I PROBABLY wasn’t the best person to send to this gig: when I first clocked Morrissey swirling his bunch of plants around on Top Of The Pops, I just thought ‘what a load of contrived art school nonsense’ - or words to that effect.
But then I realised that in Johnny Marr, I was listening to a guitarist who could craft a beautifully sweet jingly-jangly riff, fit for any pop chart – a guy literally writing a whole new verse for English music.
A consummate ‘stringmeister’ who could produce on a guitar true technical and musical superlatives of melody and fresh approach.
He remains a guitar zen master, of that there is no doubt.
However, Morrissey’s meandering vocal and memorably camp lyrics somehow ‘completed’ those riffs and made them into the chapter of music history which those of us over a certain age remember with a certain fondness, Smiths fans or not.
But Morrissey’s no longer there to complete Johnny Marr’s writing – and, live at least, Marr on his own isn’t really enough.
Oh sure, there’s still the lush, jangly, multi-textured guitar sound and the wit of a charmingly sardonic man to go with it, but somehow Johnny Marr’s ‘rock royalty’ status isn’t enough to make up for a lack of solo writing power.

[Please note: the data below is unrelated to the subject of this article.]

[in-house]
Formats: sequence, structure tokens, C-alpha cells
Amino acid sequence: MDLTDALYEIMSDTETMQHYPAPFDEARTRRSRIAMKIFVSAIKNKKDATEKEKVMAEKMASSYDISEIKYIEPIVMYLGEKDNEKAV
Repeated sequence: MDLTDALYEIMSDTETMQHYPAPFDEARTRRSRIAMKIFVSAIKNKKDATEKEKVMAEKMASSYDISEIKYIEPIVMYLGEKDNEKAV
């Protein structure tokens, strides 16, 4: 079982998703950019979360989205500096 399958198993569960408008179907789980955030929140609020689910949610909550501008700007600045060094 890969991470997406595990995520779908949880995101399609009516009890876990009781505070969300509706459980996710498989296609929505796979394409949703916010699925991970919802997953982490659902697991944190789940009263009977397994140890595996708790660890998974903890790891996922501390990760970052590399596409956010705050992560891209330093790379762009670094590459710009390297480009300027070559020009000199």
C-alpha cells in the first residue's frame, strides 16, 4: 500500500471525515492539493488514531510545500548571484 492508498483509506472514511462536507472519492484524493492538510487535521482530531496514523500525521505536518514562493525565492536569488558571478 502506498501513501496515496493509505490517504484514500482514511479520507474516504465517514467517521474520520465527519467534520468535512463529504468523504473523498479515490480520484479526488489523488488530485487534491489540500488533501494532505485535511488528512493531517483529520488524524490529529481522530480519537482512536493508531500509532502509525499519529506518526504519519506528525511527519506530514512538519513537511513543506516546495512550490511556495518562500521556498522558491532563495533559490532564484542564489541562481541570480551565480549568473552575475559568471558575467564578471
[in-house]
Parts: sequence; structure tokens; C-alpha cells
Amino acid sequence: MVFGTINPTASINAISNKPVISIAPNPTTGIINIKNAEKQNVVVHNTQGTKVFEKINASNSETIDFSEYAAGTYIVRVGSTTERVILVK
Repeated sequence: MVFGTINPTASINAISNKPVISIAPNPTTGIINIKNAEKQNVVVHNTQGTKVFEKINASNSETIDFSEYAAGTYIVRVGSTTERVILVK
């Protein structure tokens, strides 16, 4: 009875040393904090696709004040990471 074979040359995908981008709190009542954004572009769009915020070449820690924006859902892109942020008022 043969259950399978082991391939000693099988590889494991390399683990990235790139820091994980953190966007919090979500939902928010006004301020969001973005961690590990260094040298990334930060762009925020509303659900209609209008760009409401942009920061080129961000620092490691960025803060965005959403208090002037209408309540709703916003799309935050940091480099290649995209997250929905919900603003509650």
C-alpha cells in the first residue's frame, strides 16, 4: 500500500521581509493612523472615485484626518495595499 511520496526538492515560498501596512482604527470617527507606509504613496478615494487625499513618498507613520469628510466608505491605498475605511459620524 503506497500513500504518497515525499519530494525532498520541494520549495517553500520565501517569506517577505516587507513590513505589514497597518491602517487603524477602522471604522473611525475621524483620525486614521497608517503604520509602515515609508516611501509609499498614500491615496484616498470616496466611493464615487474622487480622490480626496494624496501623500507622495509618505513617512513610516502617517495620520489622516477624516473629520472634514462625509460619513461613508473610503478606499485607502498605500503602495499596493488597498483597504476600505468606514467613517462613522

This gig all started promisingly enough, with Playland, the eponymous track of tour and album, delivering loads of energy and sweet arpeggiated riffing.
But as his set progressed, once the initial burst of guitar-driven euphoria was past, Marr’s songs developed a habit of getting stuck in a kind of rut – meandering along in a haze of Mancunian mood music (in my humble opinion, your majesty).
There was lots from Playland – Back In The Box, New Town Velocity, Boys Get Straight, Dynamo, Speak Out Reach Out to name a few – but very little that felt like exciting, rounded, complete songwriting.
It almost felt like a man with lots of talent doodling rather than writing. No conviction, no balls, nothing being put on the line, everything a wee bit too polished and contained.
I realise there’ll be plenty who’ll read this and want to string me up for heresy (the gig was a packed sell-out, with lots of happy punters in evidence) but I’m sorry, Mr Marr didn’t convince me.
I’d have to say that he’s not really a solo artist – he’s a guy who started something he couldn’t finish ... on his own at least.